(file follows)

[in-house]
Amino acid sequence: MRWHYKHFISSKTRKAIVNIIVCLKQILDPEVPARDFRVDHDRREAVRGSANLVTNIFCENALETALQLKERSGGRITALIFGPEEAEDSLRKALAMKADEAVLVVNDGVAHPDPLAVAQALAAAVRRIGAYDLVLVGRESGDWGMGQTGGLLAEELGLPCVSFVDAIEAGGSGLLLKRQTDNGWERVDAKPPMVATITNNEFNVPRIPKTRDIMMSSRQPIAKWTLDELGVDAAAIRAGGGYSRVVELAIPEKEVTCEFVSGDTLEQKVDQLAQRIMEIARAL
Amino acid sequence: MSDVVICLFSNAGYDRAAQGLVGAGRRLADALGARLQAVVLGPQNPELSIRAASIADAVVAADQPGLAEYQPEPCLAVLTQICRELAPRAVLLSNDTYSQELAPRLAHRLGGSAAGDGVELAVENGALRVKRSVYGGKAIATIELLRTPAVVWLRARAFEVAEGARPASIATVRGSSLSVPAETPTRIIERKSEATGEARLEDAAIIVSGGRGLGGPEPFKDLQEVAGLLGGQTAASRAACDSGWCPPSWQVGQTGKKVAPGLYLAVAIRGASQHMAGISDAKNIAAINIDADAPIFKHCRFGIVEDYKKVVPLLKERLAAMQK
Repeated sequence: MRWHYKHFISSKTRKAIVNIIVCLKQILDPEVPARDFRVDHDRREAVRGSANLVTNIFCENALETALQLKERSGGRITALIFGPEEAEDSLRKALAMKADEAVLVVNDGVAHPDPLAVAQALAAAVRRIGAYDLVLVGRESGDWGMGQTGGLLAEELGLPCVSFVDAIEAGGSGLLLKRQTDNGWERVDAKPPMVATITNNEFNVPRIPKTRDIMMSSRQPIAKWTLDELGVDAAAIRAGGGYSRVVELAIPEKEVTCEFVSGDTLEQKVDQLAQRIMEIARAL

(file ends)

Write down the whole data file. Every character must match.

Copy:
[in-house]
Amino acid sequence: MRWHYKHFISSKTRKAIVNIIVCLKQILDPEVPARDFRVDHDRREAVRGSANLVTNIFCENALETALQLKERSGGRITALIFGPEEAEDSLRKALAMKADEAVLVVNDGVAHPDPLAVAQALAAAVRRIGAYDLVLVGRESGDWGMGQTGGLLAEELGLPCVSFVDAIEAGGSGLLLKRQTDNGWERVDAKPPMVATITNNEFNVPRIPKTRDIMMSSRQPIAKWTLDELGVDAAAIRAGGGYSRVVELAIPEKEVTCEFVSGDTLEQKVDQLAQRIMEIARAL
Amino acid sequence: MSDVVICLFSNAGYDRAAQGLVGAGRRLADALGARLQAVVLGPQNPELSIRAASIADAVVAADQPGLAEYQPEPCLAVLTQICRELAPRAVLLSNDTYSQELAPRLAHRLGGSAAGDGVELAVENGALRVKRSVYGGKAIATIELLRTPAVVWLRARAFEVAEGARPASIATVRGSSLSVPAETPTRIIERKSEATGEARLEDAAIIVSGGRGLGGPEPFKDLQEVAGLLGGQTAASRAACDSGWCPPSWQVGQTGKKVAPGLYLAVAIRGASQHMAGISDAKNIAAINIDADAPIFKHCRFGIVEDYKKVVPLLKERLAAMQK
Repeated sequence: MRWHYKHFISSKTRKAIVNIIVCLKQILDPEVPARDFRVDHDRREAVRGSANLVTNIFCENALETALQLKERSGGRITALIFGPEEAEDSLRKALAMKADEAVLVVNDGVAHPDPLAVAQALAAAVRRIGAYDLVLVGRESGDWGMGQTGGLLAEELGLPCVSFVDAIEAGGSGLLLKRQTDNGWERVDAKPPMVATITNNEFNVPRIPKTRDIMMSSRQPIAKWTLDELGVDAAAIRAGGGYSRVVELAIPEKEVTCEFVSGDTLEQKVDQLAQRIMEIARAL